The Fourth Wave
Can the West’s uranium towns rise once more?
Note: this story is part of a package of articles in this issue about the West's resurgent uranium economy.
JEFFREY CITY, Wyoming — On a hot and windy day in July, the white steeple of the First Baptist Church rises like a bleached bone above the sagebrush, crumbled pavement and abandoned homes of Jeffrey City, Wyo. Thirty years ago, this town housed some 4,500 people, mostly uranium miners and their families. There was a bank, a bowling alley, two grocery stores and a library. Now it’s quiet, except for the wind and the trucks rushing by on Highway 287. The post office is locked and empty, the postmaster’s chair turned to the wall at mid-morning on a Monday. "Closed ’er down a few months back," says a man outside. "Got to get your mail in Rawlins or Riverton," both 60 miles away.
Public disdain for nuclear power, quirky government policy, and a global economy have not been kind to places like Jeffrey City, or Uravan, in Colorado, or Grants, N.M., uranium boomtowns that saw their final heyday in the ’70s. Nail by nail, events had all but sealed the coffin of the U.S. uranium industry.
But uranium prices are hitting $47 per pound now, six times the 2000 price and higher than the record set in 1978, when Jeffrey City was a bustling boomtown. Mines in Colorado and Utah that have been dormant for two decades or more are being revived (HCN, 6/13/05: Uranium miners go back underground). And in July, a Canadian/South African company, SXR Uranium One, bought up Wyoming mineral rights along with two of the four remaining licensed uranium mills in the U.S.: one located south of Jeffrey City, the other about 60 miles from Hanksville, Utah. It’s enough to give the folks who congregate at Jeffrey City’s Split Rock Bar and Café a reason to think that they might start seeing a few new faces. But history tends to keep hope at bay.
The economics of place
Uranium deposits are plentiful in Colorado, Utah, New Mexico and Wyoming, but the ore is relatively low-grade, containing only 0.04 to 0.23 percent uranium oxide; some Canadian deposits, like the McArthur River Mine in northern Saskatchewan, average over 20 percent. Furthermore, U.S. producers must compete with cheap labor in African mines, and with more efficient and stable multi-ore operations in Australia, such as the massive Olympic Dam Mine, which yields not only uranium, but also copper, silver, and gold.
Only when other forces have overcome these disadvantages has the domestic industry prospered. In 1948, the government, uneasy about depending on foreign sources like the Belgian Congo for its atomic bomb materials, stepped in and put a floor on yellowcake prices. By guaranteeing a price and purchasing all uranium ore mined domestically, the Atomic Energy Commission spawned the Geiger counter frenzy that swept the West’s sandstone deserts and prompted the birth, in 1957, of Jeffrey City.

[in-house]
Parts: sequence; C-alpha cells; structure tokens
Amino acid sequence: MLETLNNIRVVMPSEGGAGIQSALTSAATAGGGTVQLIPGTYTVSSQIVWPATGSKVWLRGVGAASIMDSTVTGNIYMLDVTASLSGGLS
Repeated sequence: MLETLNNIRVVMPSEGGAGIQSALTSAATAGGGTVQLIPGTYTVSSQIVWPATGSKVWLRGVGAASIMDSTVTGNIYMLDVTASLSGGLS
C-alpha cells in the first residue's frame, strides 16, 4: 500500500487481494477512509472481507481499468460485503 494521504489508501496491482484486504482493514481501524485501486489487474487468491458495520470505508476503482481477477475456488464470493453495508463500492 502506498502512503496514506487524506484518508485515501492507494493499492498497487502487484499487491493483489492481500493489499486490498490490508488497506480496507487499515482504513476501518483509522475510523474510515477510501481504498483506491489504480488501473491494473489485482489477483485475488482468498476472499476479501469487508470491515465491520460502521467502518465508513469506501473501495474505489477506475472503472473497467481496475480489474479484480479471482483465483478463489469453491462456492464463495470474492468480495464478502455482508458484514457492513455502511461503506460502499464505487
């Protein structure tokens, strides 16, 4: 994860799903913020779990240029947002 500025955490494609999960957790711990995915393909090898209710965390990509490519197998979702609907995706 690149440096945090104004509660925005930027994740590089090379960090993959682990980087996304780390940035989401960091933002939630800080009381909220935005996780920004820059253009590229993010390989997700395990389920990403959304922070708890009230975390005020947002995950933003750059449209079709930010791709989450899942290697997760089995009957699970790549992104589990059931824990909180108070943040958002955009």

In 1971, flush with uranium reserves, the government pulled the rug out from under domestic producers, yanking the subsidies and the protection from imports. The price of yellowcake went into a freefall, but not for long. Jeffrey City emerged from that bust healthier than ever, thanks to a complicated mix of economic forces — the skyrocketing price of oil, the delay of mine openings in Australia, and changes in Canadian export policy — that pushed up the price of uranium oxide from $8 per pound in 1974 to $40 in 1977. The combination of military and commercial needs kept demand for uranium high. In 1979, Wyoming officials predicted that yellowcake could exceed $100 per pound.
Jeffrey City nearly burst its seams. School enrollment jumped from 150 students in 1970 to 500 by 1979. Don Bryngelson, former superintendent of the Jeffrey City schools, says, "Pathfinder (one of the mines) built a new trailer court and told me they’d fill it up gradually. I went away one weekend, and when I came back on Sunday, it was filled up with 300 trailers."
Yet as uranium became more valuable, more people went looking for it, and the increased supply ultimately deflated the price. The Uranium Mill Tailings Radiation Control Act of 1978 bit into producers’ bottom lines by upping regulatory requirements. And the near-meltdown at Three Mile spurred growing safety concerns. The optimism surrounding nuclear power waned: More than two-thirds of all orders placed after 1970 for new nuclear plants worldwide were eventually cancelled.
The uranium boomtowns of the West either busted or faded into oblivion. In 1980, Western Nuclear in Jeffrey City laid off 118 of its 554 employees; another 221 lost their jobs the next year. People abandoned houses they could not sell. And over the next 25 years, the population dwindled to the current 40 to 50 people.
Now come the Canadians and the South Africans with their eyes on the nearby uranium reserves and the mothballed mill at the edge of town.
Renaissance in the sagebrush?